South Carolina Republican party (SCGOP) delegates narrowly reelected incumbent chairman Drew McKissick over the weekend – an underwhelming outcome for the party establishment as it wages a multi-front war against a conservative insurgency.
McKissick secured a fourth, two-year term with only 52 percent of the vote on Saturday at River Bluff High School in Lexington, S.C. Two years earlier, McKissick was reelected with 67.8 percent of the vote against famed First Amendment attorney Lin Wood.
“Drew barely won, by only sixteen votes!” state representative Rob Harris said. “He represents the same sense of establishment that I have to fight against, day in and day out in the South Carolina legislature.”
“This was definitely a scare and it shows his anemic support among the average Republican in South Carolina,” Harris continued.
Harris is a member of the S.C. Freedom Caucus, a group of approximately twenty conservative GOP lawmakers who were expelled from the party – and targeted for defeat by pro-establishment special interests – after they refused to sign a ‘loyalty oath.’
McKissick was originally set to face former GOP lieutenant gubernatorial candidate Zoe Warren of West Columbia, S.C. in Saturday’s election. Warren dropped out two weeks ago, though, and endorsed county party leader Jeff Davis of Greenville, S.C.
Davis is chairman of the Greenville County Republican Party (GCGOP), an organization which was taken over in July 2021 by anti-establishment activists affiliated with the grassroots group mySCGOP.com. He has spent the better part of the past decade pushing school choice legislation and other conservative causes in the Palmetto State – although he has alienated many advocates at points all along the GOP spectrum with his tactics.
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Davis wasn’t the opposition’s “unity candidate” for long, though.
Warren later reentered the race, though, confusing many conservative activists and prompting him to offer a lengthy explanation on his Facebook page.
Davis ultimately secured 33.2 percent of the vote at the convention compared to Warren’s 13.2 percent. Another 1.6 percent voted for other candidates – or abstained.
Warren responded to the outcome of Saturday’s race by saying “48.2 percent of the SCGOP is not a ‘rogue group’ it is half of the party representation.
“It is a REFERENDUM,” he wrote.
McKissick – who previously referred to his intra-party rivals as “lepers” – sounded a conciliatory note in the aftermath of his underwhelming reelection victory.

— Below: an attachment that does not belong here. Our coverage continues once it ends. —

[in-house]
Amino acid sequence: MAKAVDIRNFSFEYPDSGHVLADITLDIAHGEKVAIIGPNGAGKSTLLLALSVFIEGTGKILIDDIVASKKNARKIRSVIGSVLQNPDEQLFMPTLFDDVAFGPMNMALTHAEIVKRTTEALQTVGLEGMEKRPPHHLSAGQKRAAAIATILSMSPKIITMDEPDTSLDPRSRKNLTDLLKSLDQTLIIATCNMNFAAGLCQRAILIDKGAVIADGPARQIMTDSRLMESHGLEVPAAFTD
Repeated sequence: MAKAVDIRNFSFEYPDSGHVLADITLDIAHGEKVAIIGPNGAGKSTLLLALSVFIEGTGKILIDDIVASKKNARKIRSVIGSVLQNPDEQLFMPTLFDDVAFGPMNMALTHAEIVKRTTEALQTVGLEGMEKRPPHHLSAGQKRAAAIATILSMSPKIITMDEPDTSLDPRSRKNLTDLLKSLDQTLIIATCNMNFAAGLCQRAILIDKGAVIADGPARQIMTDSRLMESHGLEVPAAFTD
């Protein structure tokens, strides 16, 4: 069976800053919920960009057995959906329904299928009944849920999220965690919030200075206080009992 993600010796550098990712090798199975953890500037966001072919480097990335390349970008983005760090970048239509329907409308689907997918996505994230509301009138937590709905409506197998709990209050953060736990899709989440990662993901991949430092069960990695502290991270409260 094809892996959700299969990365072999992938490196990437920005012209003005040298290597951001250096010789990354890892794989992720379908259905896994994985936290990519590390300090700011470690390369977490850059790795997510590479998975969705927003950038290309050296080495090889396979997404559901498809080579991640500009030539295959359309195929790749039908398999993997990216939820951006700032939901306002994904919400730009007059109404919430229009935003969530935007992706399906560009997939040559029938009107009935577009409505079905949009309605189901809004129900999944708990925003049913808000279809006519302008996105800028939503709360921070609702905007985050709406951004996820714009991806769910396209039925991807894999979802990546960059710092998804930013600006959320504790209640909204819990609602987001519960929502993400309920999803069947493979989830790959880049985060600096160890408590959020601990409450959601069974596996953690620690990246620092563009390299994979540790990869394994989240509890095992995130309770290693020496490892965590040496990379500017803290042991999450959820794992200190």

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“Looking forward to working together to make sure that we have a great 2024 and keep WINNING here in South Carolina!” he said.
Winning hasn’t been a problem for South Carolina “Republicans.” Their issue? Governing in a manner even remotely consistent with the principles they articulate on the campaign trail (or the party platforms they adopt every two years … and then ignore). While the GOP boasts supermajorities in both the S.C. House and State Senate, these bodies have been collectively ranked as the most liberal “Republican-controlled” legislature in the nation for three years running. Meanwhile, status quo governor Henry McMaster just installed a Democrat as the state’s interim comptroller.
Is that GOP rule?
Not surprisingly, the outcomes associated with such left-of-center governance are atrocious. The state’s economy is moving in the wrong direction (see here and here). As are its schools (see here). As are its communities (see here). As is its court system (see here).
All of these deplorable outcomes have been “achieved” despite gargantuan new taxpayer investments … expenditures which have fueled the perpetuation of an antiquated, corrupt and duplicative bureaucracy which does a multitude of things government has no business doing (like running universities, power companies, ports and hospitals, etc.).
In addition to these incessant incursions on the free market, GOP lawmakers have embraced unchecked crony capitalism … corporate welfare which diverts money from the individuals and small businesses which drive job creation in South Carolina.
Or should be driving it …
Such is “Republican” control, people.
Why should you care? Well, with Republicans controlling broad swaths of state government the party’s primary election is pretty much where decisions get made. And the party exerts significant influence over that process (not always good influence, either).
Will McKissick do anything differently in the aftermath of his narrower-than-expected victory? I don’t expect him to, but count on this news outlet to continue bringing our audience all sides of the ongoing GOP civil war in South Carolina as the 2024 “First in the South” presidential primary race approaches.
ABOUT THE AUTHOR ...
Will Folks is the founding editor of the news outlet you are currently reading. Prior to founding FITSNews, he served as press secretary to the governor of South Carolina. He lives in the Midlands region of the state with his wife and seven children.
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